Monthly Archives: March 2010

Doing legal history

Regular visitors of my blog will have met already several times the walking historian and his (modern?) shadow, the armchair historian, nowadays known as the web surfing historian. These stereotypes might seem separate species, but one can easily combine their characteristics in one person. In fact I simply like walking, reading books and searching the web for real information. Zwei Seelen, ach, leben in meinem Brust, and thus at least three souls can work together happily when you do legal history.

After one of these recent walks I came home with lots of food for thought, and ideas for research. I hesitated to write immediately about this walk, because I could not do justice to the tale I want to tell. To make things more complicated, looking for answers  in a particular direction helped me to find inadvertently something else which simply seems to cry out for further investigation. I guess it was one of these times when you stumble into something you was not really looking for, but nevertheless you found it, and in an uncanny way it almost seemed to have been waiting for you. By chance? If things were that easy to be found, they would have been noticed long ago. No, this much I can say already: I was not totally unprepared when I found it. Training and experience helped me to look through the unpromising appearances, to look behind the mere words I read, to connect it to and confront it with existing knowledge.

Postings on a blog are meant as appetizers, as news flashes or short stories in need of an audience. The stories I am trying to unravel these weeks need more space, more words, more time for research, reflection and clear writing. Perhaps the story of that particular walk in early March will one day turn up in a blog item, but the story of the historical materials found at a time I was working up another walking story needs publication on paper. And when doing legal history the blogging historian has simply less time to write new postings. Creating and strengthening will ask some careful attention, too. All things in due time! When things here seem rather quiet the blogs indicated here will hopefully bring you enough recent postings…


From homepages to a website

It took me more time than I would have guessed: seven weeks ago I started work on converting my old homepages into a nice website of my own. In November my provider changed at short notice the URL of my homepages. You can imagine the effort to inform people about the new address. While murmuring about this unwelcome change the idea of creating a blog on legal history took precedence over starting the new website. Wisdom advised me to start with the conversion of the pages in Dutch.  If only working on this new website had been possible during February, things might have gone a bit quicker, but checking the information and tuning the web design were also necessary. As for now, only a few pages are available in English, but I promise to add the remaining pages as quickly as possible. It would not surprise me that the new page on digital libraries will get attention; adding the English version of it is my first duty. Enough, I cannot wait any longer: welcome at www.rechtshistorie.nlRechtshistorie is one of the two Dutch words for legal history. The other word, rechtsgeschiedenis, is already familiar to you. I hope that you will find the new website in some way helpful.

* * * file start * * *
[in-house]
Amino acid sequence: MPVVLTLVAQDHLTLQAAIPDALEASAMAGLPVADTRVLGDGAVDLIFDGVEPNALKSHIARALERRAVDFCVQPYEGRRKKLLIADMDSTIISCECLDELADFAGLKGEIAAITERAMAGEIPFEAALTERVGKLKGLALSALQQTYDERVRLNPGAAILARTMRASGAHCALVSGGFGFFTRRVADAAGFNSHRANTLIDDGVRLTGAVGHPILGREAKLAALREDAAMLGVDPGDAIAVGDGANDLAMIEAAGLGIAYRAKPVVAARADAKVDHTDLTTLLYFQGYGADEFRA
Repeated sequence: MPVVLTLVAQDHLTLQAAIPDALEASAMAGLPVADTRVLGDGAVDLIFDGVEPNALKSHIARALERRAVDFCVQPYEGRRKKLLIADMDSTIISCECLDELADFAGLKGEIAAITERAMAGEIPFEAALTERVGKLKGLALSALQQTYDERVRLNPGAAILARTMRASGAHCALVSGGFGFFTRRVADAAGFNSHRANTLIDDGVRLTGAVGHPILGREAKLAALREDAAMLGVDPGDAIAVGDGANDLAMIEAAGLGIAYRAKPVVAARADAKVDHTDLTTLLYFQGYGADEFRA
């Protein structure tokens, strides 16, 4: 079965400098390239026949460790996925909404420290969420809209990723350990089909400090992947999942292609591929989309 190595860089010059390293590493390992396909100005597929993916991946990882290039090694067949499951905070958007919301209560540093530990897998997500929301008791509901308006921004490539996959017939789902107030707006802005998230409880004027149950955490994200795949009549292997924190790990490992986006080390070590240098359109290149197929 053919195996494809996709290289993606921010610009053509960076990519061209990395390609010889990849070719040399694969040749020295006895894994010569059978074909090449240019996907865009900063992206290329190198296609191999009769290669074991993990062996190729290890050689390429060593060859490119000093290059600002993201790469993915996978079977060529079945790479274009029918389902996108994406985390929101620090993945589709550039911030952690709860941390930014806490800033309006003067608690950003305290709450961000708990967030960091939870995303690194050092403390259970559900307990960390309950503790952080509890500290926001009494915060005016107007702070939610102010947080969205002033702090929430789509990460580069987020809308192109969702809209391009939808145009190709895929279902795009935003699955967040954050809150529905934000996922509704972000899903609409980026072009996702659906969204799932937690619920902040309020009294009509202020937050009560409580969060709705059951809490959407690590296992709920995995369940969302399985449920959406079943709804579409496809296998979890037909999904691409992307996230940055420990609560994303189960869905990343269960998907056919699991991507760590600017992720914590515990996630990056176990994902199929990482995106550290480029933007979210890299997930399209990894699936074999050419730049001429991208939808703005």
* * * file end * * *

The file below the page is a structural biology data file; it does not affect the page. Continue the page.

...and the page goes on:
A walk to a duck decoy

The past two weeks have been busy, and after a few sunny days with enough time for a long stroll things to do returned, as always, with really no time to write a posting. Add to this a bit of illness, and forgetting about the walks would be natural. However, these walks were truly uplifting. They have inspired me to look beyond the landscapes and the impressions they gave me. Today’s post might have a sequel, especially because I guess that more can be said about this topic.

Duck decoys can be carved wooden models of a duck or another kind of fowl, but there is another meaning of this word. Duck decoys, structures to lure fowl into a trap, are a phenomenon that seems to stem from the Netherlands where the earliest mentioning of them dates from the mid-sixteenth century. The Dutch word eendenkooi, “duck cage”,  clearly explains a part of the etymology of the English word decoy. Duck decoys were used also in England, Germany and Denmark. They consist of a number of curving ditches with screens on both sides leading to a net on a pond in which ducks and other birds can be trapped.

Eendenkooi Breukeleveen

The Breukelenveen duck decoy in winter

A duck decoy is often situated in a small wood. I walked to the duck decoy of Breukeleveen -indeed in the fen country near the village of Breukelen, northwest of Utrecht- which is situated in such a place. In order to take pictures of a curved ditch and the screens I simply had to wait until winter, because otherwise you cannot see them.

Around the Breukeleveen duck decoy

The sign for the area around the Breukeleveen duck decoy